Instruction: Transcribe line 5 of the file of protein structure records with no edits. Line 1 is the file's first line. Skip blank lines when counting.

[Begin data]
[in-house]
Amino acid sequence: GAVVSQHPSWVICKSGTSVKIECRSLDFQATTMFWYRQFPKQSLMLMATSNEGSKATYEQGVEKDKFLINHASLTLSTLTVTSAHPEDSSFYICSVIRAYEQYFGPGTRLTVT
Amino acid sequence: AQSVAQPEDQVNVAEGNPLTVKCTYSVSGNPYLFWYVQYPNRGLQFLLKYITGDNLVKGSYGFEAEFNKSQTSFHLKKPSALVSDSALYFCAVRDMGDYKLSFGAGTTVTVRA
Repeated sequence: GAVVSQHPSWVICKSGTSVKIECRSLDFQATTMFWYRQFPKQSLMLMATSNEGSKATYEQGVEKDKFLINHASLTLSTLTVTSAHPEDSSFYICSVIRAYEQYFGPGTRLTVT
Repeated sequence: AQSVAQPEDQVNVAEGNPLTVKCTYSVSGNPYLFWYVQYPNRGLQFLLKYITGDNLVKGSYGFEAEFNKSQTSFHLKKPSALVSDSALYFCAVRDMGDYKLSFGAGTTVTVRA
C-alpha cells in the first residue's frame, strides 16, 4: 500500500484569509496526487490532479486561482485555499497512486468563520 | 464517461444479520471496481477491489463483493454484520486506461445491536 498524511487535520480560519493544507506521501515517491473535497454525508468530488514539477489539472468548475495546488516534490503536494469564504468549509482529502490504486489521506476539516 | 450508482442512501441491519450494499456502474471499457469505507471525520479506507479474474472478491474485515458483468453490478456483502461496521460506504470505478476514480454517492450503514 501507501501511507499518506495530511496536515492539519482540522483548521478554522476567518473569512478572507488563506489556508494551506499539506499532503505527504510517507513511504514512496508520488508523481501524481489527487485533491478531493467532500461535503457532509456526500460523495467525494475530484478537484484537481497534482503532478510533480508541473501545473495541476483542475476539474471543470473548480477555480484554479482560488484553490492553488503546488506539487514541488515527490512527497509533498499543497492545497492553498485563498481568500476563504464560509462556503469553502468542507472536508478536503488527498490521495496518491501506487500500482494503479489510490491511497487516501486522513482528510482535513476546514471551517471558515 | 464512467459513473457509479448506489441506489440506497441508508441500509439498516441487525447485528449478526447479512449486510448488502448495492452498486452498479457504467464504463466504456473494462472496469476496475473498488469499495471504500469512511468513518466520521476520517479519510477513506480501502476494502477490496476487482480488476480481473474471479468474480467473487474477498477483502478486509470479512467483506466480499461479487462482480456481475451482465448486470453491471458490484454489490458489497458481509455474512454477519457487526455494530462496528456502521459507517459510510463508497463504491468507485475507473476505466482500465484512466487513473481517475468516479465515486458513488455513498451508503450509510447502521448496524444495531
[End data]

Repeated sequence: AQSVAQPEDQVNVAEGNPLTVKCTYSVSGNPYLFWYVQYPNRGLQFLLKYITGDNLVKGSYGFEAEFNKSQTSFHLKKPSALVSDSALYFCAVRDMGDYKLSFGAGTTVTVRA